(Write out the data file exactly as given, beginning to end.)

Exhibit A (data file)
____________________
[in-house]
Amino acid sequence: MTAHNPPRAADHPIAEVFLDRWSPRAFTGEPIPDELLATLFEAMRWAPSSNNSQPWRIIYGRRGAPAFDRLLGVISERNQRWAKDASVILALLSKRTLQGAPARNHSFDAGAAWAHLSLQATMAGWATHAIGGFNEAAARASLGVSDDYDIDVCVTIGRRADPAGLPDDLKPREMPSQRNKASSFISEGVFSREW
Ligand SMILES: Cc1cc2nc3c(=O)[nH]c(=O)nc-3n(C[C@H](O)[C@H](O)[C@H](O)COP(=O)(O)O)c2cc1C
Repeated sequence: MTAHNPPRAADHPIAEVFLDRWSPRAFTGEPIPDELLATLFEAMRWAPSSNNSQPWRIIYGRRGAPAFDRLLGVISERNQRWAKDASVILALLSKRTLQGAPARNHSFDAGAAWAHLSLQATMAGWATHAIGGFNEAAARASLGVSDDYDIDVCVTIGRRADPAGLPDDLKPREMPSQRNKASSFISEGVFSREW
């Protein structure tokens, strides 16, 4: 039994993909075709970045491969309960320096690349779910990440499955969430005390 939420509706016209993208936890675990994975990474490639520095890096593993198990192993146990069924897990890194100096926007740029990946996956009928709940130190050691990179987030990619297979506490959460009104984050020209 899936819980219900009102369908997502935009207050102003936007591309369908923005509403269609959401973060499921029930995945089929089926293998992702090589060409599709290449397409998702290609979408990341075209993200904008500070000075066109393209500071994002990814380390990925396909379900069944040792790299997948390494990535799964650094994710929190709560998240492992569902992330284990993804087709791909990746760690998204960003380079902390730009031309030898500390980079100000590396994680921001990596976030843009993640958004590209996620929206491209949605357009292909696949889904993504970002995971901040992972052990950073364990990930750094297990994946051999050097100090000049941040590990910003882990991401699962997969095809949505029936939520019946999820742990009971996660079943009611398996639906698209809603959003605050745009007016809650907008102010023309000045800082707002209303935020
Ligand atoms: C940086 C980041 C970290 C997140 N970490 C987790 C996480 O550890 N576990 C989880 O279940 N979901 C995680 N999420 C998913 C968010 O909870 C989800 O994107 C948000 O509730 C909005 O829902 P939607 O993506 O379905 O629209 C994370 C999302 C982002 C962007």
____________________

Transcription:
[in-house]
Amino acid sequence: MTAHNPPRAADHPIAEVFLDRWSPRAFTGEPIPDELLATLFEAMRWAPSSNNSQPWRIIYGRRGAPAFDRLLGVISERNQRWAKDASVILALLSKRTLQGAPARNHSFDAGAAWAHLSLQATMAGWATHAIGGFNEAAARASLGVSDDYDIDVCVTIGRRADPAGLPDDLKPREMPSQRNKASSFISEGVFSREW
Ligand SMILES: Cc1cc2nc3c(=O)[nH]c(=O)nc-3n(C[C@H](O)[C@H](O)[C@H](O)COP(=O)(O)O)c2cc1C
Repeated sequence: MTAHNPPRAADHPIAEVFLDRWSPRAFTGEPIPDELLATLFEAMRWAPSSNNSQPWRIIYGRRGAPAFDRLLGVISERNQRWAKDASVILALLSKRTLQGAPARNHSFDAGAAWAHLSLQATMAGWATHAIGGFNEAAARASLGVSDDYDIDVCVTIGRRADPAGLPDDLKPREMPSQRNKASSFISEGVFSREW
């Protein structure tokens, strides 16, 4: 039994993909075709970045491969309960320096690349779910990440499955969430005390 939420509706016209993208936890675990994975990474490639520095890096593993198990192993146990069924897990890194100096926007740029990946996956009928709940130190050691990179987030990619297979506490959460009104984050020209 899936819980219900009102369908997502935009207050102003936007591309369908923005509403269609959401973060499921029930995945089929089926293998992702090589060409599709290449397409998702290609979408990341075209993200904008500070000075066109393209500071994002990814380390990925396909379900069944040792790299997948390494990535799964650094994710929190709560998240492992569902992330284990993804087709791909990746760690998204960003380079902390730009031309030898500390980079100000590396994680921001990596976030843009993640958004590209996620929206491209949605357009292909696949889904993504970002995971901040992972052990950073364990990930750094297990994946051999050097100090000049941040590990910003882990991401699962997969095809949505029936939520019946999820742990009971996660079943009611398996639906698209809603959003605050745009007016809650907008102010023309000045800082707002209303935020
Ligand atoms: C940086 C980041 C970290 C997140 N970490 C987790 C996480 O550890 N576990 C989880 O279940 N979901 C995680 N999420 C998913 C968010 O909870 C989800 O994107 C948000 O509730 C909005 O829902 P939607 O993506 O379905 O629209 C994370 C999302 C982002 C962007």